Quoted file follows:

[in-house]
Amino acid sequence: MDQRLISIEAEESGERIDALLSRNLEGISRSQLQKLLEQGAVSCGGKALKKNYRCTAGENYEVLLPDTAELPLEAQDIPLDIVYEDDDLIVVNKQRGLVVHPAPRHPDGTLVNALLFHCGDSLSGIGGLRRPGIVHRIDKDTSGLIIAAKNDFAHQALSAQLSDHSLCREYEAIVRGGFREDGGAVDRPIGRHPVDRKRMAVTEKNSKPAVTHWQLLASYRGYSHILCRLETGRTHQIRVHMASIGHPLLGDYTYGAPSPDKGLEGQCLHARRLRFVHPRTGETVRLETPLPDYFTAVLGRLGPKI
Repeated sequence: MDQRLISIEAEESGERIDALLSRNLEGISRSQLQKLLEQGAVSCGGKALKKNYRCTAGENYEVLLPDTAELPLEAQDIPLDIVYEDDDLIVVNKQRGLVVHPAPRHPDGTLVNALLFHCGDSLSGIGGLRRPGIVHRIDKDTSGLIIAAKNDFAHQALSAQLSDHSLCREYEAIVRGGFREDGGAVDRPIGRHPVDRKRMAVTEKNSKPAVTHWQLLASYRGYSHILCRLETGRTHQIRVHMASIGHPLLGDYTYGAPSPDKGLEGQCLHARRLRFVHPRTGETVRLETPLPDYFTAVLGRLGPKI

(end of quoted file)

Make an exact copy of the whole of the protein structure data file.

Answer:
[in-house]
Amino acid sequence: MDQRLISIEAEESGERIDALLSRNLEGISRSQLQKLLEQGAVSCGGKALKKNYRCTAGENYEVLLPDTAELPLEAQDIPLDIVYEDDDLIVVNKQRGLVVHPAPRHPDGTLVNALLFHCGDSLSGIGGLRRPGIVHRIDKDTSGLIIAAKNDFAHQALSAQLSDHSLCREYEAIVRGGFREDGGAVDRPIGRHPVDRKRMAVTEKNSKPAVTHWQLLASYRGYSHILCRLETGRTHQIRVHMASIGHPLLGDYTYGAPSPDKGLEGQCLHARRLRFVHPRTGETVRLETPLPDYFTAVLGRLGPKI
Repeated sequence: MDQRLISIEAEESGERIDALLSRNLEGISRSQLQKLLEQGAVSCGGKALKKNYRCTAGENYEVLLPDTAELPLEAQDIPLDIVYEDDDLIVVNKQRGLVVHPAPRHPDGTLVNALLFHCGDSLSGIGGLRRPGIVHRIDKDTSGLIIAAKNDFAHQALSAQLSDHSLCREYEAIVRGGFREDGGAVDRPIGRHPVDRKRMAVTEKNSKPAVTHWQLLASYRGYSHILCRLETGRTHQIRVHMASIGHPLLGDYTYGAPSPDKGLEGQCLHARRLRFVHPRTGETVRLETPLPDYFTAVLGRLGPKI